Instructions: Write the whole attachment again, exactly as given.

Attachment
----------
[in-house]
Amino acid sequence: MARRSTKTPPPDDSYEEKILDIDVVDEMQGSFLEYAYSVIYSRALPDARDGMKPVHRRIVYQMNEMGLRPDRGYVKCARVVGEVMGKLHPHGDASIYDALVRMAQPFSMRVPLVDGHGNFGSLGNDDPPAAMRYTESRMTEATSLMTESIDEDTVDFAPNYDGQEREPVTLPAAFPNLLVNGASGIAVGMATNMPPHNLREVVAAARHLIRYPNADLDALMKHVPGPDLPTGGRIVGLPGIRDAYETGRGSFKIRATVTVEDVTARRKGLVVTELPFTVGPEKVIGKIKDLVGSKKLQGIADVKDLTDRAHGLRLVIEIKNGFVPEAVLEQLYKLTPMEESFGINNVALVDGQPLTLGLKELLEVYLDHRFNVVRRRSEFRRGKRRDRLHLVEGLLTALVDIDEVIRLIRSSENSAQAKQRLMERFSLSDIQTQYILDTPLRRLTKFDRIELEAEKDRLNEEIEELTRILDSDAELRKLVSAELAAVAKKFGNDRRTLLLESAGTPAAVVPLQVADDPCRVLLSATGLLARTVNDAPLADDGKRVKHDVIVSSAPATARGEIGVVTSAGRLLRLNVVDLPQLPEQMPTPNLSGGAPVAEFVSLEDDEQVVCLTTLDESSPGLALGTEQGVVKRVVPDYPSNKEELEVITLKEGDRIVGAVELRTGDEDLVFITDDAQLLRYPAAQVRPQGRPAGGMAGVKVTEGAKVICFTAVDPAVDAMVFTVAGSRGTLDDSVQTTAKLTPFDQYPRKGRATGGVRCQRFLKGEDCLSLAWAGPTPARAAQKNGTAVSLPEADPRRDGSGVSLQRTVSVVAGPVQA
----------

[in-house]
Amino acid sequence: MARRSTKTPPPDDSYEEKILDIDVVDEMQGSFLEYAYSVIYSRALPDARDGMKPVHRRIVYQMNEMGLRPDRGYVKCARVVGEVMGKLHPHGDASIYDALVRMAQPFSMRVPLVDGHGNFGSLGNDDPPAAMRYTESRMTEATSLMTESIDEDTVDFAPNYDGQEREPVTLPAAFPNLLVNGASGIAVGMATNMPPHNLREVVAAARHLIRYPNADLDALMKHVPGPDLPTGGRIVGLPGIRDAYETGRGSFKIRATVTVEDVTARRKGLVVTELPFTVGPEKVIGKIKDLVGSKKLQGIADVKDLTDRAHGLRLVIEIKNGFVPEAVLEQLYKLTPMEESFGINNVALVDGQPLTLGLKELLEVYLDHRFNVVRRRSEFRRGKRRDRLHLVEGLLTALVDIDEVIRLIRSSENSAQAKQRLMERFSLSDIQTQYILDTPLRRLTKFDRIELEAEKDRLNEEIEELTRILDSDAELRKLVSAELAAVAKKFGNDRRTLLLESAGTPAAVVPLQVADDPCRVLLSATGLLARTVNDAPLADDGKRVKHDVIVSSAPATARGEIGVVTSAGRLLRLNVVDLPQLPEQMPTPNLSGGAPVAEFVSLEDDEQVVCLTTLDESSPGLALGTEQGVVKRVVPDYPSNKEELEVITLKEGDRIVGAVELRTGDEDLVFITDDAQLLRYPAAQVRPQGRPAGGMAGVKVTEGAKVICFTAVDPAVDAMVFTVAGSRGTLDDSVQTTAKLTPFDQYPRKGRATGGVRCQRFLKGEDCLSLAWAGPTPARAAQKNGTAVSLPEADPRRDGSGVSLQRTVSVVAGPVQA